The cloth are released to wastewater streams and

The textile industry
being one of the very important and developing industries in Pakistan. It is
the source of large amounts of colored and toxic wastewaters; because of its
need to large volumes of water is used in different production steps. After
dying process, dyes which could not be fixed onto the cloth are released to
wastewater streams and cause high color intensity. It is indicated in
literature that about the half of reactive dyes, 8 to 20% of dispersed dyes and
1% of pigments remain unfixed in the solution and are sent to the treatment
processes (Hassan et al., 2006; Pirgal?o?lu,2008).

Wastewater from textile industry is generally
characterized by high levels of chemicals, biological oxygen demand (BOD),
total suspended solids and color. Disposal of textile wastewater is an
environmental concern since the associated color is noticeable to the public,
and some azo dyes may have carcinogenic and/or teratogenic effects on public
health 1. Color, depending on its origin, it is not only a problem of
aesthetics but also of toxicity and reduced biodegradability 2-4. Color is
also the primary problem for water reuse and material recovery in dyeing
operations 5. Therefore, it is necessary to find an effective method of
wastewater treatment capable of removing color and toxic organic compounds from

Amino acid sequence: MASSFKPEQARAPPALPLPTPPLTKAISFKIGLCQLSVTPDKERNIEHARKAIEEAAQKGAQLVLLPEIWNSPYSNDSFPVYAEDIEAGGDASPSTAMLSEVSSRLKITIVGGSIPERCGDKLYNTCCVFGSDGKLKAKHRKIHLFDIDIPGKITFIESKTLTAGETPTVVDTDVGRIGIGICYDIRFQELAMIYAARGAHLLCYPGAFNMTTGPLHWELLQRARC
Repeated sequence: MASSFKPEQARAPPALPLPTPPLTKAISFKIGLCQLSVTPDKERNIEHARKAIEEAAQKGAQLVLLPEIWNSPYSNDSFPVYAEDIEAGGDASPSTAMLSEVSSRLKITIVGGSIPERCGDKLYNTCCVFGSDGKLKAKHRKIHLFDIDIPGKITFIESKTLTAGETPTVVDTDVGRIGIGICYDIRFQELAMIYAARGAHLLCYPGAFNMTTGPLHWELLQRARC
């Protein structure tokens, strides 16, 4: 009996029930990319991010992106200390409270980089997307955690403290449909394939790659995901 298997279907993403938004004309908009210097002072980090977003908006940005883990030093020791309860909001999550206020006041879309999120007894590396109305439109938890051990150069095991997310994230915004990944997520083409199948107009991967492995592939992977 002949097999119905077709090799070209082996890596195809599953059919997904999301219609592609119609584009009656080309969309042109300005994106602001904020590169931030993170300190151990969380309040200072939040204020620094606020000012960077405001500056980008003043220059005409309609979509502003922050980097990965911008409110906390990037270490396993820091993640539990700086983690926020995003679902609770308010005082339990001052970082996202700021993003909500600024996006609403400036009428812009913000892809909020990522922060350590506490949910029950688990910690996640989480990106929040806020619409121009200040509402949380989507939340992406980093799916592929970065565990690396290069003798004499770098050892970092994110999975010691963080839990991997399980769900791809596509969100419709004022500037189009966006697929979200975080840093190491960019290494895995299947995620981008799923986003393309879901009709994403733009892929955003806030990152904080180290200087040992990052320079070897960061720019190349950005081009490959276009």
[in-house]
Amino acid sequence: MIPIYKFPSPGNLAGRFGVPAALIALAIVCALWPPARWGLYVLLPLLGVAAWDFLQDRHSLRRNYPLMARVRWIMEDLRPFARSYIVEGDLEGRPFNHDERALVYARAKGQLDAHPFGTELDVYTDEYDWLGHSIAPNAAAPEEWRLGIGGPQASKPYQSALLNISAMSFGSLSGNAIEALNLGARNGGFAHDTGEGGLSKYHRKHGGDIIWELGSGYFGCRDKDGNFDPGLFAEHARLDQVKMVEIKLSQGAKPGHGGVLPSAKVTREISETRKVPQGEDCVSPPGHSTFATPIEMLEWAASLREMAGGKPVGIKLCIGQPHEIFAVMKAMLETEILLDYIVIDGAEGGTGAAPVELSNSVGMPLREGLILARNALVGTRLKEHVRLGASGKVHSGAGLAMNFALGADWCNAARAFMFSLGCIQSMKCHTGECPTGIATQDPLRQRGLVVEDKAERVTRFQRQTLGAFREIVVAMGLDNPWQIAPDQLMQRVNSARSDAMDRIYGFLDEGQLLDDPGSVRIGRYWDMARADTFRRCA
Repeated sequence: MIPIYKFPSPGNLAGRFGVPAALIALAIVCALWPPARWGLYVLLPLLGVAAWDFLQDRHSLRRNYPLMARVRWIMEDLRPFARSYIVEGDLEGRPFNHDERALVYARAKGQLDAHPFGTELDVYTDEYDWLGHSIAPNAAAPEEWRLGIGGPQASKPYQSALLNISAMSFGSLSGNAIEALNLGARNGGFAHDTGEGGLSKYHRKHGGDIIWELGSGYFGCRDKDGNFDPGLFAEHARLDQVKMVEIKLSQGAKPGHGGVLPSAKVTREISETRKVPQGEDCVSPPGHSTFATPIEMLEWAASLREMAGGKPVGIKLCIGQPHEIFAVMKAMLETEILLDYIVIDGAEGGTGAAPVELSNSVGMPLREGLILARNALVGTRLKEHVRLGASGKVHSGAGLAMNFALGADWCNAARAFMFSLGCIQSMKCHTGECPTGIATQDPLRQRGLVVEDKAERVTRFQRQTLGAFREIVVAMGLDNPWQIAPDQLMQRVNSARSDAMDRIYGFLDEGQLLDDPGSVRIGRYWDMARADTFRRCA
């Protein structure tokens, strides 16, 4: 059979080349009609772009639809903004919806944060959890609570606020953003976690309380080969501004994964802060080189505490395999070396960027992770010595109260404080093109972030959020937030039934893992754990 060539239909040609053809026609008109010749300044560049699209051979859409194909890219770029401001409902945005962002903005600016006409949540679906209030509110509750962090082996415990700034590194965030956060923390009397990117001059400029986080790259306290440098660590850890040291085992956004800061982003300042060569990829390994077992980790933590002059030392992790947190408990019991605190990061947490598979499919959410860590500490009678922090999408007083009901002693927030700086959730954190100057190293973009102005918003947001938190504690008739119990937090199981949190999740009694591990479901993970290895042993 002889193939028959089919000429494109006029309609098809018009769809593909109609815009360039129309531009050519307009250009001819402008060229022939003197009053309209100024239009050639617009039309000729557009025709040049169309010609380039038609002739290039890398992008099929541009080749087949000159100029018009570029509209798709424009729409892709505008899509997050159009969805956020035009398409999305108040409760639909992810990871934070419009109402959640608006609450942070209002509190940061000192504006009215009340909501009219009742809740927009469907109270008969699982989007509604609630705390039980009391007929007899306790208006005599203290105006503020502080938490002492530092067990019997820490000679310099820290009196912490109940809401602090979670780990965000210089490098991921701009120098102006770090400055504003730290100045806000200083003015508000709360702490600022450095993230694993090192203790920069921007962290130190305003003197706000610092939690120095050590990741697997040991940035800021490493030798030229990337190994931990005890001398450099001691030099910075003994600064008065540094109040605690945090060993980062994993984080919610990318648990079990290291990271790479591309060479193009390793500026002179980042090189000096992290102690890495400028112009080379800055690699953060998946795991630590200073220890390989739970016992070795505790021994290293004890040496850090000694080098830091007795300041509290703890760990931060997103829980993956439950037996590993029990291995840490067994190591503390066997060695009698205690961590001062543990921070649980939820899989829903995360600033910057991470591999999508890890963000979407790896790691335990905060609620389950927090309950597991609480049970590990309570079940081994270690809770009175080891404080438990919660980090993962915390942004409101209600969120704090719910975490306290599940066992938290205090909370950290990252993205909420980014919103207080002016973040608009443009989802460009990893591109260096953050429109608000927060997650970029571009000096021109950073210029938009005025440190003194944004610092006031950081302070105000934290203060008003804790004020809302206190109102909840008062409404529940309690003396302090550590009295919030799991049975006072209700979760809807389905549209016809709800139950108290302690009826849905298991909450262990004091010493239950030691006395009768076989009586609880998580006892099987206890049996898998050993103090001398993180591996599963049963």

textile effluents. These less or non-biodegradable compounds, called
xenobiotics, cannot be completely removed by biological treatment and
wastewater contaminated with these substances must be treated by physical and
chemical means.

Because the chemical structures of dyes are rather
complicated, biological treatment methods are not efficient for their
degradation. These methods do not result in dye degradation. They merely
provide the physical removal of the dye material from the effluent, which still
creates a waste disposal problem; that is a large amount of sludge or solid
waste generated resulting in high operational costs for sludge treatment and
disposal 6.

Hence, the use of conventional oxidants has been
the standard chemical method for years, for the treatment of dye wastewater,
however, these procedures are not always feasible owing to thermodynamic and
kinetic limitations of the common reagents to attack refractory compounds. To
remedy this situation, advanced oxidation processes or techniques (AOPs, AOTs),
which generate powerful hydroxyl radicals (HO., Eº= 2.8 V vs. normal
hydrogen electrode), have been proposed for color removal and degradation of
dyes 7-10. Particularly, these techniques have been found to be suitable for
azo-type dyes, which are the mostly used textile colorants 11-14.


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